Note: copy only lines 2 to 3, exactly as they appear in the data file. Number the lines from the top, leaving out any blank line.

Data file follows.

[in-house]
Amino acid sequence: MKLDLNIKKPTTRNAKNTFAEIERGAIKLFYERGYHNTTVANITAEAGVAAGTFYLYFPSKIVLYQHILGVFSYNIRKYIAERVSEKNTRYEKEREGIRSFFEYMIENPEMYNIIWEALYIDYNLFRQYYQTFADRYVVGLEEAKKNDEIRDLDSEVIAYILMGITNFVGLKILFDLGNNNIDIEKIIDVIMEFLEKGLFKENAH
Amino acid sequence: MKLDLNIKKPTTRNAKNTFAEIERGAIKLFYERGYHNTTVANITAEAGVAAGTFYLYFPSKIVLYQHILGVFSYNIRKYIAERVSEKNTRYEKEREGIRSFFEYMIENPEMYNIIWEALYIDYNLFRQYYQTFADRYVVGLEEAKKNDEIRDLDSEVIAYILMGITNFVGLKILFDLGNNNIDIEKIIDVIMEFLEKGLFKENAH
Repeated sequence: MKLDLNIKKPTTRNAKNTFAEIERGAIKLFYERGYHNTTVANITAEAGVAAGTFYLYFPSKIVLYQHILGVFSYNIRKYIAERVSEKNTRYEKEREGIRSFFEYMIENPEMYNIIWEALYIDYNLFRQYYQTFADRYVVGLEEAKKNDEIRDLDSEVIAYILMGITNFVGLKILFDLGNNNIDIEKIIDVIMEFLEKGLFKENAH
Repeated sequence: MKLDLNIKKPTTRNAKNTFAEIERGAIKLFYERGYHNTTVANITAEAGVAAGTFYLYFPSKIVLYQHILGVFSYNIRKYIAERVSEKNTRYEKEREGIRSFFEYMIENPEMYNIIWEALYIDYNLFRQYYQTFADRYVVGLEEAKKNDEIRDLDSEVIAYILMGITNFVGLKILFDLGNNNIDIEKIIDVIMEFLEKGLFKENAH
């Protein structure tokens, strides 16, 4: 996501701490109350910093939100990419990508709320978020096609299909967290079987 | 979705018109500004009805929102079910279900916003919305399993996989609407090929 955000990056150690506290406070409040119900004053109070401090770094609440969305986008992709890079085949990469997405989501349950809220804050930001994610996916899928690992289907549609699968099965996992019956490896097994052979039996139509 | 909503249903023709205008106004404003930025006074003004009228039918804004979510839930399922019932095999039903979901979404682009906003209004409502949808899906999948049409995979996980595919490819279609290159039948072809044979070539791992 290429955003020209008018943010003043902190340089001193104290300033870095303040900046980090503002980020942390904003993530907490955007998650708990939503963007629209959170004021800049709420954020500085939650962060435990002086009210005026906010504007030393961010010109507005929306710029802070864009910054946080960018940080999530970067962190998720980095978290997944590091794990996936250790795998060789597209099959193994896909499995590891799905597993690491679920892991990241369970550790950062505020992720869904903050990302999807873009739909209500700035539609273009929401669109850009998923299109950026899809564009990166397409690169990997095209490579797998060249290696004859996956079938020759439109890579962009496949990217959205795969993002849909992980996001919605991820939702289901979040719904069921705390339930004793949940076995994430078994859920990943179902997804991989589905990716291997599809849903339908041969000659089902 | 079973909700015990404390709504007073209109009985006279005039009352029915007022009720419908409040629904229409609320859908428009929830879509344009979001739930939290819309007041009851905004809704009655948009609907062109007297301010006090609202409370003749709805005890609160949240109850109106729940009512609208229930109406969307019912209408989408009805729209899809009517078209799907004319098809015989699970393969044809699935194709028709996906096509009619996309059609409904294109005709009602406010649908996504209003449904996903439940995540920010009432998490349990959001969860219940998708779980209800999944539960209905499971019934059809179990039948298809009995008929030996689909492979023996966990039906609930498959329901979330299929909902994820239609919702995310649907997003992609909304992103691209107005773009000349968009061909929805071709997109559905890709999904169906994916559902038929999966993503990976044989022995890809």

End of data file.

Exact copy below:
Amino acid sequence: MKLDLNIKKPTTRNAKNTFAEIERGAIKLFYERGYHNTTVANITAEAGVAAGTFYLYFPSKIVLYQHILGVFSYNIRKYIAERVSEKNTRYEKEREGIRSFFEYMIENPEMYNIIWEALYIDYNLFRQYYQTFADRYVVGLEEAKKNDEIRDLDSEVIAYILMGITNFVGLKILFDLGNNNIDIEKIIDVIMEFLEKGLFKENAH
Amino acid sequence: MKLDLNIKKPTTRNAKNTFAEIERGAIKLFYERGYHNTTVANITAEAGVAAGTFYLYFPSKIVLYQHILGVFSYNIRKYIAERVSEKNTRYEKEREGIRSFFEYMIENPEMYNIIWEALYIDYNLFRQYYQTFADRYVVGLEEAKKNDEIRDLDSEVIAYILMGITNFVGLKILFDLGNNNIDIEKIIDVIMEFLEKGLFKENAH